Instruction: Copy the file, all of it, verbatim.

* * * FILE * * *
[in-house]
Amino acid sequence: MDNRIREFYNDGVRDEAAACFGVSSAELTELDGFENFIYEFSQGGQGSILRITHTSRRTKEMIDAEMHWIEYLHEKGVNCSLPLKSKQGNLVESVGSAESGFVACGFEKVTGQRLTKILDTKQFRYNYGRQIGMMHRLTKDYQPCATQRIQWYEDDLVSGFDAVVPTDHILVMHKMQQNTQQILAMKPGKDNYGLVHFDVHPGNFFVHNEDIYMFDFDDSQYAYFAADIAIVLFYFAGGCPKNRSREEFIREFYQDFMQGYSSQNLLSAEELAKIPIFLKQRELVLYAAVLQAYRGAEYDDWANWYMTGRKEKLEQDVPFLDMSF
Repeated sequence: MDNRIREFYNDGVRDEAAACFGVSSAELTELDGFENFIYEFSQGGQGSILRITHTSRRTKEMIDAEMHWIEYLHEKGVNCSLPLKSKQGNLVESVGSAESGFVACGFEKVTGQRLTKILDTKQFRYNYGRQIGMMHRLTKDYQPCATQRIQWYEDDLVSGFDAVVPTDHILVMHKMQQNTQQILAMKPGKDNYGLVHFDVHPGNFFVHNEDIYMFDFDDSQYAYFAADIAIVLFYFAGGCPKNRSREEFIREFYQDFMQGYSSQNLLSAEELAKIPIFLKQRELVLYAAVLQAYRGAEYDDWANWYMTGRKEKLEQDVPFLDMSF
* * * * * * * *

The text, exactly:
[in-house]
Amino acid sequence: MDNRIREFYNDGVRDEAAACFGVSSAELTELDGFENFIYEFSQGGQGSILRITHTSRRTKEMIDAEMHWIEYLHEKGVNCSLPLKSKQGNLVESVGSAESGFVACGFEKVTGQRLTKILDTKQFRYNYGRQIGMMHRLTKDYQPCATQRIQWYEDDLVSGFDAVVPTDHILVMHKMQQNTQQILAMKPGKDNYGLVHFDVHPGNFFVHNEDIYMFDFDDSQYAYFAADIAIVLFYFAGGCPKNRSREEFIREFYQDFMQGYSSQNLLSAEELAKIPIFLKQRELVLYAAVLQAYRGAEYDDWANWYMTGRKEKLEQDVPFLDMSF
Repeated sequence: MDNRIREFYNDGVRDEAAACFGVSSAELTELDGFENFIYEFSQGGQGSILRITHTSRRTKEMIDAEMHWIEYLHEKGVNCSLPLKSKQGNLVESVGSAESGFVACGFEKVTGQRLTKILDTKQFRYNYGRQIGMMHRLTKDYQPCATQRIQWYEDDLVSGFDAVVPTDHILVMHKMQQNTQQILAMKPGKDNYGLVHFDVHPGNFFVHNEDIYMFDFDDSQYAYFAADIAIVLFYFAGGCPKNRSREEFIREFYQDFMQGYSSQNLLSAEELAKIPIFLKQRELVLYAAVLQAYRGAEYDDWANWYMTGRKEKLEQDVPFLDMSF